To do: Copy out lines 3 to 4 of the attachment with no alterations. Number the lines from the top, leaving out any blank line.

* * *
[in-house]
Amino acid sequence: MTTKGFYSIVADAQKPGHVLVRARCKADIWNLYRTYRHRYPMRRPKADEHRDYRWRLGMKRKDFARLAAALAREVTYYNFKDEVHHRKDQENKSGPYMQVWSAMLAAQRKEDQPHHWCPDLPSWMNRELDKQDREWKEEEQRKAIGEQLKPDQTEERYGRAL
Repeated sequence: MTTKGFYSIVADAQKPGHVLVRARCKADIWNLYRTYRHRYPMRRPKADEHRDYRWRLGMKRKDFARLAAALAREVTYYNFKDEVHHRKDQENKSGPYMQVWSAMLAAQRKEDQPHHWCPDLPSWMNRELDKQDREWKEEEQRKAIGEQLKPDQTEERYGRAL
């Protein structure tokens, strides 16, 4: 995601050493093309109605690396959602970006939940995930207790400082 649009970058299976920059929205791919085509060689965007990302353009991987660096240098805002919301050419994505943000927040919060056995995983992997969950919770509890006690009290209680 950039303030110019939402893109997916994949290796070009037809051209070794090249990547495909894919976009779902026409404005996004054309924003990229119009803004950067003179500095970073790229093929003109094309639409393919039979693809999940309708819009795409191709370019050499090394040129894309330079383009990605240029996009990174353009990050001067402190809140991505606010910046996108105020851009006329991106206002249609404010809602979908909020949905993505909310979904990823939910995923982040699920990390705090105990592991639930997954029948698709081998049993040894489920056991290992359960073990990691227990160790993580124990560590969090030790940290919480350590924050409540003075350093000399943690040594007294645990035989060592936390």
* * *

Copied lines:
Repeated sequence: MTTKGFYSIVADAQKPGHVLVRARCKADIWNLYRTYRHRYPMRRPKADEHRDYRWRLGMKRKDFARLAAALAREVTYYNFKDEVHHRKDQENKSGPYMQVWSAMLAAQRKEDQPHHWCPDLPSWMNRELDKQDREWKEEEQRKAIGEQLKPDQTEERYGRAL
């Protein structure tokens, strides 16, 4: 995601050493093309109605690396959602970006939940995930207790400082 649009970058299976920059929205791919085509060689965007990302353009991987660096240098805002919301050419994505943000927040919060056995995983992997969950919770509890006690009290209680 950039303030110019939402893109997916994949290796070009037809051209070794090249990547495909894919976009779902026409404005996004054309924003990229119009803004950067003179500095970073790229093929003109094309639409393919039979693809999940309708819009795409191709370019050499090394040129894309330079383009990605240029996009990174353009990050001067402190809140991505606010910046996108105020851009006329991106206002249609404010809602979908909020949905993505909310979904990823939910995923982040699920990390705090105990592991639930997954029948698709081998049993040894489920056991290992359960073990990691227990160790993580124990560590969090030790940290919480350590924050409540003075350093000399943690040594007294645990035989060592936390």